Electric vehicles are less likely to catch fire but harder to put out
Electric vehicles are less likely to catch fire but harder to put out, study says.
Electric vehicles are expected to help improve air quality, reduce fuel costs and become a new revenue driver for automakers.
But with the transition to vehicle electrification comes new challenges: Cars with lithium-ion batteries can be especially dangerous when they catch fire.
The good news is that EV fires don’t happen very often. Emma Sutcliffe, program director at EV FireSafe in Melbourne, Australia, said researchers would need more data to finalize fire rates, but preliminary research suggests that fires in pure electric vehicles are rare.
Research by another company, AutoInsurance EZ, shows that battery electric vehicles have only a 0.03 percent chance of catching fire, compared with 1.5 percent for combustion engine vehicles.
According to their research, a hybrid vehicle with both a high-voltage battery and an internal combustion engine had a 3.4 percent chance of a vehicle fire.
However, Sutcliffe said that when fires do occur, EVs with lithium-ion batteries burn faster, get hotter, and require more water to be extinguished.
Hours or even days after the fire was initially contained, the battery could reignite and put repair shops and other establishments at risk.
Chas McGarvey, chief fire officer of the Lower Merion Fire Department in Pennsylvania, said his department was challenged with a Tesla Model S Plaid fire in 2021 that was burning very hot , and even melted the road below.
“A lot of times, firefighters and fire agencies just hope they can find a solution,” Sutcliffe said.
With so many new models hitting the road, Pennsylvania Fire Chief McGarvey said: “We’re still trying to understand. All these things, but they change almost every day!”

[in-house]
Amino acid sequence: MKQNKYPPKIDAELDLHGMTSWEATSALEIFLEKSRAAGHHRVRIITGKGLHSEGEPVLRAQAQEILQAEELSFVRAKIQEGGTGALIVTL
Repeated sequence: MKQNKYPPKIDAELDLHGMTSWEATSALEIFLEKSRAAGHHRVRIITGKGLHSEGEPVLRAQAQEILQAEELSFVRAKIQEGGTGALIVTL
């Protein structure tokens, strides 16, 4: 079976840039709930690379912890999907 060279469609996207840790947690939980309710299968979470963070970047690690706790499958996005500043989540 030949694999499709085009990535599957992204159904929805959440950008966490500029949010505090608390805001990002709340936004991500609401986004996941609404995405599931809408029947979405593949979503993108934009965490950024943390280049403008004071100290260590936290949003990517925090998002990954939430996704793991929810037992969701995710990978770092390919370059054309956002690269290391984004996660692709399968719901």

Eric Wachsman, director of the Maryland Energy Institute, said the characteristics of lithium-ion batteries that are powerful enough to drive passenger cars can also make them prone to fire, especially if the cells inside the battery are damaged or when there are defects.
Lithium-ion batteries have two electrodes in close proximity, which increases the potential for short circuits, Waxman said, and the batteries are filled with a flammable liquid electrolyte. “This flammable liquid could go into what’s called a thermal runaway and start to boil, causing a fire,” he said.
Electric vehicles include battery management systems to keep the internal high-voltage battery at a safe operating temperature, and these systems control the rate at which the battery charges and discharges.
Improvements to them, along with improvements to the batteries themselves, will make electric vehicles safer.
Tesla recently announced that it will switch from lithium-ion batteries to lithium iron phosphate (LFP) batteries. Other major automakers, including Ford and Volkswagen, are also replacing nickel or cobalt used in some electric vehicles with LFP.
“These batteries are generally considered to be much safer,” said Paul Christensen, professor of electrochemistry at Newcastle University.
Ultimately, he believes, fully electric cars will be safer than the petrol or diesel cars they replace.
Christensen said: “We have spent a long time fully understanding the risks and hazards of gasoline and diesel vehicles.
Now, we must learn faster how to meet the challenges posed by electric vehicles. We can do it.”